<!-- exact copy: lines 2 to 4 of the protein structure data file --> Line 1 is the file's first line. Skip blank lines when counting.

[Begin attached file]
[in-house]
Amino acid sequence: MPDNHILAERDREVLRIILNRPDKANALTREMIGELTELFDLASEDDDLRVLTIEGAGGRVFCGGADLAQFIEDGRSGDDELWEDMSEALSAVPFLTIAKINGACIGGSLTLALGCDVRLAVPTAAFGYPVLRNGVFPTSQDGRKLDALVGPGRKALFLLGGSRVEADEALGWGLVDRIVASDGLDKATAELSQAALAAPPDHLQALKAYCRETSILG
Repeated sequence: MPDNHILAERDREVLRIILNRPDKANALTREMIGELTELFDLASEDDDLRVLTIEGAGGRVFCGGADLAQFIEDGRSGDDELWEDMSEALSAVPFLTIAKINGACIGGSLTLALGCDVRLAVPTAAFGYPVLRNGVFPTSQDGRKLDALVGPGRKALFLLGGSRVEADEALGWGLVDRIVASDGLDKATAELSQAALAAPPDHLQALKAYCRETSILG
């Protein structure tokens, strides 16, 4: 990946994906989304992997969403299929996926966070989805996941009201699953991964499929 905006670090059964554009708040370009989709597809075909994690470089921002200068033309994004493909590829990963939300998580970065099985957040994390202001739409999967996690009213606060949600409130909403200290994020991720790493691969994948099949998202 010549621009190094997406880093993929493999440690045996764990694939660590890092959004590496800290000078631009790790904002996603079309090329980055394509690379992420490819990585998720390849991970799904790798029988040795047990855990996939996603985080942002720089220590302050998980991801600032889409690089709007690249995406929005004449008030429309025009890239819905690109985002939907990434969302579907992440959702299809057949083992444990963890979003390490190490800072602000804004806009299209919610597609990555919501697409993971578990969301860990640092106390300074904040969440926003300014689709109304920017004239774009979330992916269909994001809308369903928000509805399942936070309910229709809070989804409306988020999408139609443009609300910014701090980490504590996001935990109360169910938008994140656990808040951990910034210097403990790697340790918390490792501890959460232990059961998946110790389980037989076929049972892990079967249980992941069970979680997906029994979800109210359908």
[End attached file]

Amino acid sequence: MPDNHILAERDREVLRIILNRPDKANALTREMIGELTELFDLASEDDDLRVLTIEGAGGRVFCGGADLAQFIEDGRSGDDELWEDMSEALSAVPFLTIAKINGACIGGSLTLALGCDVRLAVPTAAFGYPVLRNGVFPTSQDGRKLDALVGPGRKALFLLGGSRVEADEALGWGLVDRIVASDGLDKATAELSQAALAAPPDHLQALKAYCRETSILG
Repeated sequence: MPDNHILAERDREVLRIILNRPDKANALTREMIGELTELFDLASEDDDLRVLTIEGAGGRVFCGGADLAQFIEDGRSGDDELWEDMSEALSAVPFLTIAKINGACIGGSLTLALGCDVRLAVPTAAFGYPVLRNGVFPTSQDGRKLDALVGPGRKALFLLGGSRVEADEALGWGLVDRIVASDGLDKATAELSQAALAAPPDHLQALKAYCRETSILG
């Protein structure tokens, strides 16, 4: 990946994906989304992997969403299929996926966070989805996941009201699953991964499929 905006670090059964554009708040370009989709597809075909994690470089921002200068033309994004493909590829990963939300998580970065099985957040994390202001739409999967996690009213606060949600409130909403200290994020991720790493691969994948099949998202 010549621009190094997406880093993929493999440690045996764990694939660590890092959004590496800290000078631009790790904002996603079309090329980055394509690379992420490819990585998720390849991970799904790798029988040795047990855990996939996603985080942002720089220590302050998980991801600032889409690089709007690249995406929005004449008030429309025009890239819905690109985002939907990434969302579907992440959702299809057949083992444990963890979003390490190490800072602000804004806009299209919610597609990555919501697409993971578990969301860990640092106390300074904040969440926003300014689709109304920017004239774009979330992916269909994001809308369903928000509805399942936070309910229709809070989804409306988020999408139609443009609300910014701090980490504590996001935990109360169910938008994140656990808040951990910034210097403990790697340790918390490792501890959460232990059961998946110790389980037989076929049972892990079967249980992941069970979680997906029994979800109210359908």